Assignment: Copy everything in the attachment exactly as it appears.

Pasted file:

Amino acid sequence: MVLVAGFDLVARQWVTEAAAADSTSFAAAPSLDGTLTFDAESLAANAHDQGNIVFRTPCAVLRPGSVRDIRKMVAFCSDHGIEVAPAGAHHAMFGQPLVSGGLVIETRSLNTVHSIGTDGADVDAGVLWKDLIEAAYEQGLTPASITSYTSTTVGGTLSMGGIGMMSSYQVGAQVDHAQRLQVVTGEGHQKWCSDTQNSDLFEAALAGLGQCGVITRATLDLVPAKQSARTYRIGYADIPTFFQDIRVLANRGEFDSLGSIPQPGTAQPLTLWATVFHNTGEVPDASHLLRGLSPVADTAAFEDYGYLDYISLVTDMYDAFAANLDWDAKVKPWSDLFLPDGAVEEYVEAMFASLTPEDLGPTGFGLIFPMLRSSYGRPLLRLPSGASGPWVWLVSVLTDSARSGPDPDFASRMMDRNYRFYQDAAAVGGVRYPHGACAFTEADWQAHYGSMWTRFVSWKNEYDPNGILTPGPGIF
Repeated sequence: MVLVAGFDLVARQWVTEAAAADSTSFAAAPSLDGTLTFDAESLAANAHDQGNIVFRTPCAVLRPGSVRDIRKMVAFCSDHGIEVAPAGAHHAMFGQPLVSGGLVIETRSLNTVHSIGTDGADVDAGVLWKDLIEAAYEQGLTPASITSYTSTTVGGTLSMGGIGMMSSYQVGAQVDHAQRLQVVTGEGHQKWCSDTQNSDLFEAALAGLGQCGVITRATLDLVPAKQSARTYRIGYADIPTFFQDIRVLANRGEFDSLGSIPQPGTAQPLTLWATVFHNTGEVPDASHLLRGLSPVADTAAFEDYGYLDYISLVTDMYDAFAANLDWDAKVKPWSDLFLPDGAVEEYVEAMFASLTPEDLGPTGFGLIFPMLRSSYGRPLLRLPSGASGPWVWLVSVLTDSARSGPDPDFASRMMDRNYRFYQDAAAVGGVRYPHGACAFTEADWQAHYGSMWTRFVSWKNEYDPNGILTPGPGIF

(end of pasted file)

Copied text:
Amino acid sequence: MVLVAGFDLVARQWVTEAAAADSTSFAAAPSLDGTLTFDAESLAANAHDQGNIVFRTPCAVLRPGSVRDIRKMVAFCSDHGIEVAPAGAHHAMFGQPLVSGGLVIETRSLNTVHSIGTDGADVDAGVLWKDLIEAAYEQGLTPASITSYTSTTVGGTLSMGGIGMMSSYQVGAQVDHAQRLQVVTGEGHQKWCSDTQNSDLFEAALAGLGQCGVITRATLDLVPAKQSARTYRIGYADIPTFFQDIRVLANRGEFDSLGSIPQPGTAQPLTLWATVFHNTGEVPDASHLLRGLSPVADTAAFEDYGYLDYISLVTDMYDAFAANLDWDAKVKPWSDLFLPDGAVEEYVEAMFASLTPEDLGPTGFGLIFPMLRSSYGRPLLRLPSGASGPWVWLVSVLTDSARSGPDPDFASRMMDRNYRFYQDAAAVGGVRYPHGACAFTEADWQAHYGSMWTRFVSWKNEYDPNGILTPGPGIF
Repeated sequence: MVLVAGFDLVARQWVTEAAAADSTSFAAAPSLDGTLTFDAESLAANAHDQGNIVFRTPCAVLRPGSVRDIRKMVAFCSDHGIEVAPAGAHHAMFGQPLVSGGLVIETRSLNTVHSIGTDGADVDAGVLWKDLIEAAYEQGLTPASITSYTSTTVGGTLSMGGIGMMSSYQVGAQVDHAQRLQVVTGEGHQKWCSDTQNSDLFEAALAGLGQCGVITRATLDLVPAKQSARTYRIGYADIPTFFQDIRVLANRGEFDSLGSIPQPGTAQPLTLWATVFHNTGEVPDASHLLRGLSPVADTAAFEDYGYLDYISLVTDMYDAFAANLDWDAKVKPWSDLFLPDGAVEEYVEAMFASLTPEDLGPTGFGLIFPMLRSSYGRPLLRLPSGASGPWVWLVSVLTDSARSGPDPDFASRMMDRNYRFYQDAAAVGGVRYPHGACAFTEADWQAHYGSMWTRFVSWKNEYDPNGILTPGPGIF